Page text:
German automaker Volkswagen said Wednesday that it has been charged in France over alleged cheating on emissions testing, as its former CEO was accused in Berlin of making false statements over the “dieselgate” scandal.
In a statement a day after French rival Renault announced it had also been charged in the inquiry, Volkswagen denied causing any “harm” to French consumers.
A source close to the investigation said it had been charged last month with “deceit over substantial qualities of a product, resulting in a danger for human and animal health.”
A court has ordered it to post 10 million euros ($12.2 million) in bail as well as a bank guarantee of 60 million euros — the same required of Renault — to cover potential compensation payouts, the source said.
The scandal erupted in 2015 when a US investigation revealed that Volkswagen had equipped around 11 million vehicles with devices capable of producing fake carbon dioxide emission readings during tests, even though actual emissions could be up to 40 times higher.
The company later admitted to the trickery, dealing a massive blow to its reputation for solid engineering and well-built, high-performance vehicles.
Fines, legal fees and vehicle refits and recalls have already cost the company some 32 billion euros.
France’s Peugeot, now part of the Stellantis group following its merger with Fiat Chrysler, is also under investigation over suspected emissions cheating.
The French inquiry was delayed while authorities waited for a definitive ruling on the illegality of using the test-manipulating technologies from the European Court of Justice, which handed down its decision in April 2020.
French fraud investigators determined that Volkswagen sold nearly 950,000 diesels with the masking devices in France, generating sales of nearly 23 billion euros.
Consumer groups have assailed Volkswagen and other implicated automakers for selling cars that performed much worse in terms of emissions than they were led to believe.
But in its statement, Volkswagen said a German court ruling in 2018, which led to a one-billion-euro fine over similar charges, had already taken into account the cars sold in France.
“For Volkswagen, the actions under investigation in France are included and identical to those already concluded in Germany, but the judges told us that they had to investigate further before making a final decision,” a lawyer for the automaker, Nicolas Huc-Morel, told AFP.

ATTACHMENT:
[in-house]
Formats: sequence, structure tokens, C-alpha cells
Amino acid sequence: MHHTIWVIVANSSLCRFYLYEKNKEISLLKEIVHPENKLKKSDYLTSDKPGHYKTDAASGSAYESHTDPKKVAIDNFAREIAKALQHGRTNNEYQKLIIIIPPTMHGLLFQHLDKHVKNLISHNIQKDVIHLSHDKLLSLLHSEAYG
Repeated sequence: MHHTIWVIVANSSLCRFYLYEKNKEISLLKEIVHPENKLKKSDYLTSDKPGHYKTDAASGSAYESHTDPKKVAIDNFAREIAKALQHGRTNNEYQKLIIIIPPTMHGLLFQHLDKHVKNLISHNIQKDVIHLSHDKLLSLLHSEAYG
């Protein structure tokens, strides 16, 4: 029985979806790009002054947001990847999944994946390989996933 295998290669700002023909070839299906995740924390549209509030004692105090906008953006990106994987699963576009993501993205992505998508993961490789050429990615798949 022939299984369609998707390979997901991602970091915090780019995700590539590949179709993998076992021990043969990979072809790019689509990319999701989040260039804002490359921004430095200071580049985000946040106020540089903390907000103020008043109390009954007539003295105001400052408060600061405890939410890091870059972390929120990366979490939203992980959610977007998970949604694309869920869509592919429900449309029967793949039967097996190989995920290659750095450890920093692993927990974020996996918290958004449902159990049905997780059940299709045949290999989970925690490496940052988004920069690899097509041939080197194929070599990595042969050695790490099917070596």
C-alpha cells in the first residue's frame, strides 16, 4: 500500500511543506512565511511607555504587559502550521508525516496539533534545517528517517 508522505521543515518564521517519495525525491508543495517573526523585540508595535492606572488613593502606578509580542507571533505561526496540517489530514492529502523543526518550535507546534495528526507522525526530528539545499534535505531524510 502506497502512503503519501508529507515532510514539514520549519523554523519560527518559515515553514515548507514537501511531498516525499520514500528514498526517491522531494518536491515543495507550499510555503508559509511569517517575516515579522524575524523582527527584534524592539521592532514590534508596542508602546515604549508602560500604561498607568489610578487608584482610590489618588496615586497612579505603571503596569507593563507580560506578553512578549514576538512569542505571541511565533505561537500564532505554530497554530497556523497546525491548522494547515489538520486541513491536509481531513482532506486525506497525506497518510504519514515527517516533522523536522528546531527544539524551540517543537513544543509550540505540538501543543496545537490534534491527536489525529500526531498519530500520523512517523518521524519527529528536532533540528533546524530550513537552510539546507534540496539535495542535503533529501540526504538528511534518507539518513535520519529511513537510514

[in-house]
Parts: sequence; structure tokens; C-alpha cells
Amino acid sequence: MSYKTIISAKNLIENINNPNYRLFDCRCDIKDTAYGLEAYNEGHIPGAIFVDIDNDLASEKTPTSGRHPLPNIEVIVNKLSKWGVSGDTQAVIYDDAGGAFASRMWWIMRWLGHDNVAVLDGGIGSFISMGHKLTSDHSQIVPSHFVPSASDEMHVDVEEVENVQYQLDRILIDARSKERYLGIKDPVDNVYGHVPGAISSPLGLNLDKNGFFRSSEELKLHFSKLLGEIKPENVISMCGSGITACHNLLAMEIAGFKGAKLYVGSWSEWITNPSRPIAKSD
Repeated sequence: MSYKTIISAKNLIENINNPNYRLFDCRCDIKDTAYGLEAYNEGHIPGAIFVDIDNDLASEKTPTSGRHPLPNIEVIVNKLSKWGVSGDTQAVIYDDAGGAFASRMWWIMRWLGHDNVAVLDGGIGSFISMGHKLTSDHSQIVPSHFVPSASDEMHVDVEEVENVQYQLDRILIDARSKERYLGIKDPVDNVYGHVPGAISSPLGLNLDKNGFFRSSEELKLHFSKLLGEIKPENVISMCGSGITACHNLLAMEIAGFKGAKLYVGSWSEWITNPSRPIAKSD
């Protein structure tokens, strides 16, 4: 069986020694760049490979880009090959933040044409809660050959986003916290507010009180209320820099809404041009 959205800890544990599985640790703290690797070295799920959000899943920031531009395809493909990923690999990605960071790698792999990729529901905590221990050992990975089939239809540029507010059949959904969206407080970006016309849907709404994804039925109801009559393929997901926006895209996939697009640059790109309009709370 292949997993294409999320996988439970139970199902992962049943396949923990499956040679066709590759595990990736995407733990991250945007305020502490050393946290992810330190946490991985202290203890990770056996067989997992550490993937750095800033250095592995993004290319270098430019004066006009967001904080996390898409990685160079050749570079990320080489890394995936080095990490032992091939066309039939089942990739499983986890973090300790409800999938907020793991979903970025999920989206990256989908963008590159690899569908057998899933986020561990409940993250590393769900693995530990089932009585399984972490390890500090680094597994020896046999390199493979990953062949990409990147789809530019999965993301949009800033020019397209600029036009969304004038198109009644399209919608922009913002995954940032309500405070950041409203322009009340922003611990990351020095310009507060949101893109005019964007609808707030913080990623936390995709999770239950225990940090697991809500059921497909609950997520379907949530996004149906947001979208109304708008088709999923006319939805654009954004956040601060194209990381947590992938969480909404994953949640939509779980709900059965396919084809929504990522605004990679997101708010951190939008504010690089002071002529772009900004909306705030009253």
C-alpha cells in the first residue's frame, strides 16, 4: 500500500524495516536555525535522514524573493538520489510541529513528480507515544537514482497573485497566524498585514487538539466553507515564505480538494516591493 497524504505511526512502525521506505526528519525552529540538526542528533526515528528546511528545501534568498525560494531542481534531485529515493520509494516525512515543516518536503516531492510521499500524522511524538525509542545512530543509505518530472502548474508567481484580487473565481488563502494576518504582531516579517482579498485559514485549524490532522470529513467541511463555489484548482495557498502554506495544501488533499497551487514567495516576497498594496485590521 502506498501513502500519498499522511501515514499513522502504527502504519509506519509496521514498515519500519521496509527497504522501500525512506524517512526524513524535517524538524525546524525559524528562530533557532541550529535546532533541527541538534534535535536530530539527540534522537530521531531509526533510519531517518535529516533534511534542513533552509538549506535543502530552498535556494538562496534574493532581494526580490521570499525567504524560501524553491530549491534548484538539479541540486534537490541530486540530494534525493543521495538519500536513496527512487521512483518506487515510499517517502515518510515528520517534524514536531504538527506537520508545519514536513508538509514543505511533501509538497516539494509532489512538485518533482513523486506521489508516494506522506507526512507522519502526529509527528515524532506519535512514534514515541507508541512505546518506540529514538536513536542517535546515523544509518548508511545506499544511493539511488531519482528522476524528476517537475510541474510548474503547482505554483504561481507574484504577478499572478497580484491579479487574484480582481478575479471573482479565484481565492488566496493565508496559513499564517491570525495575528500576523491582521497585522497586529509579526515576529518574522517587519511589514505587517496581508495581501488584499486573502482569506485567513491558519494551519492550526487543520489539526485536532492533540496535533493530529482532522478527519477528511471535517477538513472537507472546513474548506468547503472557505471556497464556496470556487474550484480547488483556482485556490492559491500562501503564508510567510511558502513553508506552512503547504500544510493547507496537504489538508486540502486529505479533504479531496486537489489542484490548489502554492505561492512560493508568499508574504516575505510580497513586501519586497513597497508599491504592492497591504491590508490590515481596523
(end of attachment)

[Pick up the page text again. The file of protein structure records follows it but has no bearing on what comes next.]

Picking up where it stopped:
Volkswagen has already challenged this decision with a Paris appeals court, which has yet to take up the case.
The French charges came the same day that Volkswagen’s former chief Martin Winterkorn was charged by Berlin prosecutors over alleged false statements to a parliamentary panel over the scandal.
Winterkorn, who resigned a week after the diesel scandal broke, has agreed to repay the company around 11 million euros in damages and interest, sources said Sunday.
He along with four other ex-Volkswagen colleagues are due to go on trial together in Germany in September on charges of organised commercial fraud and tax evasion.
The company has insisted that the cheating was the work of lower-level employees, but German media reports say it intends to seek a total of more than a billion euros in damages from its former executives.
Renault, for its part, denied on Tuesday “having committed any offence” and said its vehicles do not have “any rigging software for pollution control devices.”
But fraud investigators who began looking into the allegations in 2017 accused Renault’s top managers, including longtime chief Carlos Ghosn, of using or knowing about “fraudulent strategies” to falsify emission test results since 1990.
Ghosn, who fled to Lebanon in late 2019 to avoid charges of financial misconduct in France and Japan, where he led Renault’s alliance with Nissan, was questioned by French magistrates in Beirut.
But Ghosn was heard only as a witness, and would need to be in France to be formally indicted.
Consumer groups have assailed the implicated automakers for selling cars that performed much worse in terms of emissions than they were led to believe.
“Dieselgate” also became a key factor in pushing the European Parliament to adopt legislation last November that will open the door to US-style class action lawsuits against companies accused of widescale fraud or other crimes.
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